In two rallies over the weekend, Trump told his followers that Clinton is planning massive voter fraud in “certain areas” (and asked them to serve as vigilante election monitors on his behalf). It’s so clear that a Clinton victory is only possible if the vote is rigged in her favor, in fact, that Trump told the New York Times on Friday he may not concede after all.
This kind of thing has happened once too often to be a coincidence: Whenever things are looking especially ominous for Trump’s hopes of winning the presidency, he starts telling his supporters that victory is about to be stolen from underneath their feet.
That a vote for Trump is the last chance his supporters will have to save the republic before Hillary Clinton distorts it into something absolutely unrecognizable.
That it may already be too late.
Of course, it’s no coincidence that Trump is encouraging paranoia in this atmosphere: Conditions certainly seem to be conspiring against him (even if the government isn’t).
No matter his eventual motivation for questioning a Clinton victory — whether he really believes that’s what will happen, or because he thinks it’s a good marketing strategy for securing fans’ loyalty — he is (once again) idly jackhammering at the bedrock of democracy: the willingness to accept when your opponent has won.
When the Times published pages from Trump’s 1995 tax returns on Saturday night, the candidate was delivering a speech at a campaign rally in Pennsylvania.
The campaign attempted to have Trump respond to the Times onstage at the rally by reading a short statement. Instead, they unleashed a torrent of Trumpian ad lib (captured by Jenna Johnson for the Washington Post) — ending in a bit of exaggeration that would embarrass most self-respecting used car salesmen:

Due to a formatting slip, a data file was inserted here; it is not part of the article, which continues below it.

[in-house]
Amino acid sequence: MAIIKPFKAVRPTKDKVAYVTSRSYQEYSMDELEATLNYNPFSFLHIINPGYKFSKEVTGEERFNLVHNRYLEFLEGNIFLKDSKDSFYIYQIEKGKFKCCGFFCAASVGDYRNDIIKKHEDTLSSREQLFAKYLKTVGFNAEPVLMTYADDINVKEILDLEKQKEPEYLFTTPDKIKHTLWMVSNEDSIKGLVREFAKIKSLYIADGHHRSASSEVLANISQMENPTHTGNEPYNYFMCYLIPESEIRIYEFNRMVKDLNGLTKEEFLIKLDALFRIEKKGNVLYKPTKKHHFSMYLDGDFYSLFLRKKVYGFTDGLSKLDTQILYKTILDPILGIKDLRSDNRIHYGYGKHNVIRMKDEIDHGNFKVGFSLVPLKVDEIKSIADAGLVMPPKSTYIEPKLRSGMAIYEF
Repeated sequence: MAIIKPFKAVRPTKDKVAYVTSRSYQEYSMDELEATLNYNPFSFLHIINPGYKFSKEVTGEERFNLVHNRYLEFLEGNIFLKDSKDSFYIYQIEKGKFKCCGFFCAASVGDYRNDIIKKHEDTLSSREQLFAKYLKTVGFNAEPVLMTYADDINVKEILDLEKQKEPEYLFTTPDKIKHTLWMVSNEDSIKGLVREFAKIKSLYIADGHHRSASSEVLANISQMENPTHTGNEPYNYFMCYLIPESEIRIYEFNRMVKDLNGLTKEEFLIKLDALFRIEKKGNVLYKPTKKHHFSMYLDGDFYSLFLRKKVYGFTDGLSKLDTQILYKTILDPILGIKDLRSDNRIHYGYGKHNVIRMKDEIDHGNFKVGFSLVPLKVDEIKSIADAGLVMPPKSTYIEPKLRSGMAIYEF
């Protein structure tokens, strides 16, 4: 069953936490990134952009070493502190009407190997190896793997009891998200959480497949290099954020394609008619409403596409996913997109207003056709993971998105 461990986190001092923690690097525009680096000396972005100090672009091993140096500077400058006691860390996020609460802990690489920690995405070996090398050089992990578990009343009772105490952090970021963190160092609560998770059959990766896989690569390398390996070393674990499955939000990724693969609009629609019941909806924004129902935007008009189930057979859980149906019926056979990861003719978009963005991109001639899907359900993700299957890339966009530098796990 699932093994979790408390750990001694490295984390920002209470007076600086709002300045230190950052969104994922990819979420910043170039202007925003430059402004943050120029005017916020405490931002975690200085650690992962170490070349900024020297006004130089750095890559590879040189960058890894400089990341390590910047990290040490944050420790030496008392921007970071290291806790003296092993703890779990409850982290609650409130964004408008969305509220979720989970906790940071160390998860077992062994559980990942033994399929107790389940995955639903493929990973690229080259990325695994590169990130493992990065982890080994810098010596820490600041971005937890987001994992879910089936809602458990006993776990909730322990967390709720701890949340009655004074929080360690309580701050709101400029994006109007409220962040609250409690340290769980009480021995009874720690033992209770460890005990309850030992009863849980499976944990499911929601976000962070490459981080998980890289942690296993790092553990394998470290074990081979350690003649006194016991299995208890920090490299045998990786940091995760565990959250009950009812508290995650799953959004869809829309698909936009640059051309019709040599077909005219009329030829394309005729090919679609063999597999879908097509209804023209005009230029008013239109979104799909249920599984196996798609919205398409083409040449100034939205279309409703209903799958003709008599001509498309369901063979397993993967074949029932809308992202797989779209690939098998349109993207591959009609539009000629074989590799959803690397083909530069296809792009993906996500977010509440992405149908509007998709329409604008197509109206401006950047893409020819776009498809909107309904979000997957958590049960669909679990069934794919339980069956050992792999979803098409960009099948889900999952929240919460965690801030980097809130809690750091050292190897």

“You have 38 days to make every dream you ever dreamed for your country come true,” Trump said. “Do not let this opportunity slip away or be wasted. You will never ever have this chance again. Not going to happen again. … You have one magnificent chance.”
It sounds ridiculous and downright absurd.
Cynicism or manic hope
It’s not clear which of these reactions — cynicism or dangerous, manic hope — Trump intends to inspire. But at least some of his followers are feeling the latter: They’re convinced that Donald Trump is the last best chance to destroy the irredeemably corrupt status quo before it can be set in stone.
Except that’s what Trump is telling them to do. He’s reanimating the idea (last floated during Clinton’s last period of polling dominance, after the Democratic National Convention) that a Clinton win would be proof the election was “rigged.”
Trump quietly abandoned the “rigged election” theory when it began to look possible that he might actually win. But over the weekend — after the first presidential debate and Trump’s post-debate meltdown — it’s cropping up in stump speeches again. On Friday and on Saturday, Trump urged followers to get together in groups and go “monitor” polling places in “certain areas” to make sure that no voter fraud was occurring.
“Go to your place and vote,” he said Saturday, “and then go pick some other place, and go sit there with your friends and make sure it’s on the up and up.”
But if what Trump is telling his followers is bad, what he’s telling the press is arguably worse.
[Trump] even indicated that he was rethinking his statement at their last debate that he would “absolutely” support her if she won in November, saying: “We’re going to have to see. We’re going to see what happens. We’re going to have to see.”
Trump is crazy enough to think that candidate whose most common campaign activity is watching and critiquing cable news genuinely does believe Hillary Clinton is training fraudulent voter squadrons in cities around the United States, and that she might win the election by means so obviously illegitimate that it’ll be his patriotic duty not to concede to her.